Apo Island

Apo Island is in the province of Negros Oriental, in the Central Visayas region of the Philippines, a short distance south of the provincial capital of Dumaguete. It is well-known as one of the country's many fine diving destinations.

Administratively, the island is a barangay of the town of Dauin. The area around it is a marine reserve under the jurisdiction of the national Protected Area Management Board (PAMB).

Get in


From Malatapay or Zamboanguita to Apo Island a two-way boat rental is:

Solo travellers may also join other boats for ₱300. It doesn't matter if you stay in the island for a day or a week; the rates are the same.

You must arrange for transport from one of the local boats to come and retrieve you for a fee. It is a several mile trip in an outrigger canoe with outboard motor over open water, swells can be large and you can expect to be sprayed with saltwater throughout the trip (wear sunglasses). The boats will generally meet you at Zamboanguita where the Malatapay Wednesday market is held. Take a jeepny from Dumagete, just ask the driver or the guy who collects fees off the back of the jeepney to warn you when it is your stop. It can also be arranged through Apo Island Resort to go from Dumagete to Malatapay-Dauin, and from there directly to the island.

It is common to use Dumaguete as a stop-over en route to the island. Any travel agent or dive shop in Dumaguete can arrange transport; see the Dumaguete article for details.

Get around

The island is only 3 km around and 120 m high at the top of the hill; walking will get you anywhere you need to go.


One of the Philippines' famous diving sites, Apo Island has one of the world's best known community-organized marine sanctuaries. It's home to over 650 documented species of fish and estimated to have over 400 species of corals. There are also many sea turtles.


Diving and snorkeling are the main activities around the island. Resorts on and off the island typically hold diving programs for different skill levels. Instructors are commonly PADI-certified. The diving is excellent, plenty of reefs, tons of fish and turtles, and amazing visibility. Keep an eye out for the Giant Trevally which is known in these waters.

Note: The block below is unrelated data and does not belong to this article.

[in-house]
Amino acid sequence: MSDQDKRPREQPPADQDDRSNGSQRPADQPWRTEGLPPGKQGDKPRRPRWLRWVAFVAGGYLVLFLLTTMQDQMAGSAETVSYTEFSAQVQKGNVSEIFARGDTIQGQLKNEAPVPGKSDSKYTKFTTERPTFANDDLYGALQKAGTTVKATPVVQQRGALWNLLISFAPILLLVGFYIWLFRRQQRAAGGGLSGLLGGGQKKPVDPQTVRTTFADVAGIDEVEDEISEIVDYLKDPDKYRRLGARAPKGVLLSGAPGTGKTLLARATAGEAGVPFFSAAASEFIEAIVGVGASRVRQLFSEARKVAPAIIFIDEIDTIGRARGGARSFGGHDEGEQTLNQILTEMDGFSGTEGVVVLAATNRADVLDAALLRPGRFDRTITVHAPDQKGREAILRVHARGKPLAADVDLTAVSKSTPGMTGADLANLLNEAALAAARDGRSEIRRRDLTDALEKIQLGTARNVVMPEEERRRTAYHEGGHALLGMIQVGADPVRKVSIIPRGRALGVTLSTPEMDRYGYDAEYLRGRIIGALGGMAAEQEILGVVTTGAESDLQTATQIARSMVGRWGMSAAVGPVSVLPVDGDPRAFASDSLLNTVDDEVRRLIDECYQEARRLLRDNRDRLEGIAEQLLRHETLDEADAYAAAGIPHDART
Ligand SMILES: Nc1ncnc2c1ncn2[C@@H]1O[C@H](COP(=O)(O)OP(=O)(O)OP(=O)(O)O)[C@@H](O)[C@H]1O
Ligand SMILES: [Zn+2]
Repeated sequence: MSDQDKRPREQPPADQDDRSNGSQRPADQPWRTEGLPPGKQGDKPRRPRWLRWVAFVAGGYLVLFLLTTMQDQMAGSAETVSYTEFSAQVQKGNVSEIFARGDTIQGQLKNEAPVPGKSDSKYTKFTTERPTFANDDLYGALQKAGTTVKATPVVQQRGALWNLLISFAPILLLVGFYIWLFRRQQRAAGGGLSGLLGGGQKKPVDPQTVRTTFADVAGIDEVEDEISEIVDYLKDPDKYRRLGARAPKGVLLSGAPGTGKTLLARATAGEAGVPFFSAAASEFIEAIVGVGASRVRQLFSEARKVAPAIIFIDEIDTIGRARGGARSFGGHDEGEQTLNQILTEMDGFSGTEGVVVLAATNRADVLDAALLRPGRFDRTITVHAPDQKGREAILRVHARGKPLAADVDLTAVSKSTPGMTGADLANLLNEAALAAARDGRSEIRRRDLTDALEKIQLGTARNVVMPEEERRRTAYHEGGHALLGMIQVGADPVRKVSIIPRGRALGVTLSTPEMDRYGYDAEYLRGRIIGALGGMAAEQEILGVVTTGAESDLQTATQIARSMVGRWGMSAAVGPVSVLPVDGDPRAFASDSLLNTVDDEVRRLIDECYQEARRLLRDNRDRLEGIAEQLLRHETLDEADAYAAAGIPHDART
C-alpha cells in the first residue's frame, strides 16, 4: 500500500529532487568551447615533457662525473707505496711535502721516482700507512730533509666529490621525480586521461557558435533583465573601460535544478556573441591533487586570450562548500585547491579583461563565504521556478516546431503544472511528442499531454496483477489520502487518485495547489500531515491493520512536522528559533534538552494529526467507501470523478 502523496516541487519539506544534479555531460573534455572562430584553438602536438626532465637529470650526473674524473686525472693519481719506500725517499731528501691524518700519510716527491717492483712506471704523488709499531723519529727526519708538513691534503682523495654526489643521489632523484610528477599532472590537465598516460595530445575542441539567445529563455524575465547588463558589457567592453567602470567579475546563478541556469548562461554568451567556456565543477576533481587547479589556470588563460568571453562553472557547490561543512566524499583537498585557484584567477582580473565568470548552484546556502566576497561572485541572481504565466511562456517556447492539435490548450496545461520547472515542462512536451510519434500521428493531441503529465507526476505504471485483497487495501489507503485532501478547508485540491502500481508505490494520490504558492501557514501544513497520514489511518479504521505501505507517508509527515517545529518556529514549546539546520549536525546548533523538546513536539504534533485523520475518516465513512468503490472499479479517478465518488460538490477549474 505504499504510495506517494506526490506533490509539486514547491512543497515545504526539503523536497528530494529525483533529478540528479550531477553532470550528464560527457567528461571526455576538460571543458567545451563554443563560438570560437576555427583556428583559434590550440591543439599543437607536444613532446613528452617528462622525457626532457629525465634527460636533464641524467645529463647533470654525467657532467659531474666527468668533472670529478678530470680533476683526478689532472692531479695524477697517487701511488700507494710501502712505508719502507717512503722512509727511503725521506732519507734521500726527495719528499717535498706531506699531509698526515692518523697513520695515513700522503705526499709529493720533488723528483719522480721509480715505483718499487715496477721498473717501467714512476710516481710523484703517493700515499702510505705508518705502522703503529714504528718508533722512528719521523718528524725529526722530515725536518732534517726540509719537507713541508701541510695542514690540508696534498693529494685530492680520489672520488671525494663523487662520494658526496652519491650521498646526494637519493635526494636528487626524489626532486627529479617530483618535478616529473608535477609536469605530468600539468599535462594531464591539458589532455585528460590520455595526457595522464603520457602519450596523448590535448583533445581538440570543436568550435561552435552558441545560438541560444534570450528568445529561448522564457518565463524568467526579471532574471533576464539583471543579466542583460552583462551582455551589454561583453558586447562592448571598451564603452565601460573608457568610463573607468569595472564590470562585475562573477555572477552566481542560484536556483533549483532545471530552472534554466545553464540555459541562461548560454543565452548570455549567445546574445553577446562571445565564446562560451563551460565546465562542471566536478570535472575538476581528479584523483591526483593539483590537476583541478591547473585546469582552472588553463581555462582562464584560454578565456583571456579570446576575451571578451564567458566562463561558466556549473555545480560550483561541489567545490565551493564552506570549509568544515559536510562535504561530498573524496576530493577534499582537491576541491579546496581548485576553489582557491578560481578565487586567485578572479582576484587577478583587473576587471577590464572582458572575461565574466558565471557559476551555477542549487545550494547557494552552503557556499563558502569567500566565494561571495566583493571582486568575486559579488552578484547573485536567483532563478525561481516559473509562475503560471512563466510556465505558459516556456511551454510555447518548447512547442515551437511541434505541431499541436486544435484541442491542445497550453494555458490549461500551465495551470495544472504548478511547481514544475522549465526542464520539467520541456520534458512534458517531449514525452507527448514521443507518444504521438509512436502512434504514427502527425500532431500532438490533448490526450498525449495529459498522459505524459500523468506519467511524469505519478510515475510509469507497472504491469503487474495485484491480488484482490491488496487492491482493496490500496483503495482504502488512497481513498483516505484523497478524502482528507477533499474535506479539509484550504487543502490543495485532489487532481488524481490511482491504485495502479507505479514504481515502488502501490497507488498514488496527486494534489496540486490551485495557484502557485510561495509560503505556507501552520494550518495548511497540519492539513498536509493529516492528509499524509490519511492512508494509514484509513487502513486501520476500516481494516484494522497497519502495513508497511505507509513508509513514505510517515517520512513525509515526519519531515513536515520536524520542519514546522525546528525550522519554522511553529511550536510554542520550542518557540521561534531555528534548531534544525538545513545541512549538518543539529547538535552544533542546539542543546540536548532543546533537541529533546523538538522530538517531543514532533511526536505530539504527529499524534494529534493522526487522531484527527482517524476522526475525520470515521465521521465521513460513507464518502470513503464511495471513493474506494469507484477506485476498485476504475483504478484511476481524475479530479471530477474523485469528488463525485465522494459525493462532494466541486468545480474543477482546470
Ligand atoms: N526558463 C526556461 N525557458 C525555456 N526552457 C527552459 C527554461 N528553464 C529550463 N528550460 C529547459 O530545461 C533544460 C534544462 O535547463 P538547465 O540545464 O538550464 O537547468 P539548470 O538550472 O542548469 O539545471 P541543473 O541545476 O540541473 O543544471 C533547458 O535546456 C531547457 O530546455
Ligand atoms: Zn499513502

There are two dive shops in Apo Island:

Conservation tax of ₱300 is charged if diving within the sanctuary and ₱200 if diving outside of the sanctuary. These rates are as of June 2009.


There isn't much in the way of retail on Apo Island. It's advisable to bring anything that you may need with you because it is a long trip back to Dumaguete. The local women will try to sell you t-shirts and sarongs when you arrive and when you leave.

Both resorts have Apo Island t-shirts and hats which are little more than the words Apo Island and the symbol for divers.


Both hotels have restaurants, Liberty's has particularly good chocolate/banana shakes. Menus are limited but what is available is pretty good. At Liberty's, the dive master will go table to table during dinner and help you arrange the next day's dives.


Several beach resorts at nearby towns regularly offer trips to the island, and it is more common among divers and tourists to get accommodations off Apo Island. Examples of hotels and resorts outside Apo Island arex Liquid Dive Resort, Playa de Malatapay Resort and Restaurant and ( Thalatta Beach & Dive Resort in Maluay Zamboangita, Bahura Resort & Spa in Dauin and Wellbeach Dive Resort in Maluay. Rates span from budget to splurge, with some hotels usually offering a range of activities that explore the mountains, water falls, sulfur springs and other beaches of Negros Oriental.

There are two publicised resorts on the island, Liberty Community lodge and Apo Island Beach Resort.

Go next

Apo island is generally the place to get out to. Dumaguete is the city to get to Apo from.

This article is issued from Wikivoyage - version of the Sunday, January 17, 2016. The text is available under the Creative Commons Attribution/Share Alike but additional terms may apply for the media files.